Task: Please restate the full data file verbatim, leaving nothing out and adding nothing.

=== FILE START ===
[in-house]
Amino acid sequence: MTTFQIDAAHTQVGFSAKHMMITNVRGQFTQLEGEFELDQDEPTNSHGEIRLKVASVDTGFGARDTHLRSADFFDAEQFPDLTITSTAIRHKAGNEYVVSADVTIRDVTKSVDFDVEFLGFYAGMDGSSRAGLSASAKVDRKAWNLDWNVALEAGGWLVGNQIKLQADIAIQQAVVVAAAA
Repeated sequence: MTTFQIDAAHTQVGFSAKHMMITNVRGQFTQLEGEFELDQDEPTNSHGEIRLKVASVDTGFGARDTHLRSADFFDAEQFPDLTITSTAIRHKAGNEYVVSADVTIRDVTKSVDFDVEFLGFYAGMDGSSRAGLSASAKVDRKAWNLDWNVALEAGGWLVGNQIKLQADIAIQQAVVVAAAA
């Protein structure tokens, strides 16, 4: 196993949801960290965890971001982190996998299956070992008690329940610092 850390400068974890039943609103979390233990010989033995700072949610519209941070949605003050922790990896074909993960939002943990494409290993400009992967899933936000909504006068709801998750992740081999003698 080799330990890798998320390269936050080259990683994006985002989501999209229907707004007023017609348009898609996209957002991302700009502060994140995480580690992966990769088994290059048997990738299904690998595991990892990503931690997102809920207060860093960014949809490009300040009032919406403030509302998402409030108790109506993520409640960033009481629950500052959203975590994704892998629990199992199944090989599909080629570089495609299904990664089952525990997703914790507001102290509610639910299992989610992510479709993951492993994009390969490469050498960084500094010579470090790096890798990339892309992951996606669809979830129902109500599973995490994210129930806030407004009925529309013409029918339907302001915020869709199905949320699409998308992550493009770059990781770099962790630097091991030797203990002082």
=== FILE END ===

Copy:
[in-house]
Amino acid sequence: MTTFQIDAAHTQVGFSAKHMMITNVRGQFTQLEGEFELDQDEPTNSHGEIRLKVASVDTGFGARDTHLRSADFFDAEQFPDLTITSTAIRHKAGNEYVVSADVTIRDVTKSVDFDVEFLGFYAGMDGSSRAGLSASAKVDRKAWNLDWNVALEAGGWLVGNQIKLQADIAIQQAVVVAAAA
Repeated sequence: MTTFQIDAAHTQVGFSAKHMMITNVRGQFTQLEGEFELDQDEPTNSHGEIRLKVASVDTGFGARDTHLRSADFFDAEQFPDLTITSTAIRHKAGNEYVVSADVTIRDVTKSVDFDVEFLGFYAGMDGSSRAGLSASAKVDRKAWNLDWNVALEAGGWLVGNQIKLQADIAIQQAVVVAAAA
């Protein structure tokens, strides 16, 4: 196993949801960290965890971001982190996998299956070992008690329940610092 850390400068974890039943609103979390233990010989033995700072949610519209941070949605003050922790990896074909993960939002943990494409290993400009992967899933936000909504006068709801998750992740081999003698 080799330990890798998320390269936050080259990683994006985002989501999209229907707004007023017609348009898609996209957002991302700009502060994140995480580690992966990769088994290059048997990738299904690998595991990892990503931690997102809920207060860093960014949809490009300040009032919406403030509302998402409030108790109506993520409640960033009481629950500052959203975590994704892998629990199992199944090989599909080629570089495609299904990664089952525990997703914790507001102290509610639910299992989610992510479709993951492993994009390969490469050498960084500094010579470090790096890798990339892309992951996606669809979830129902109500599973995490994210129930806030407004009925529309013409029918339907302001915020869709199905949320699409998308992550493009770059990781770099962790630097091991030797203990002082």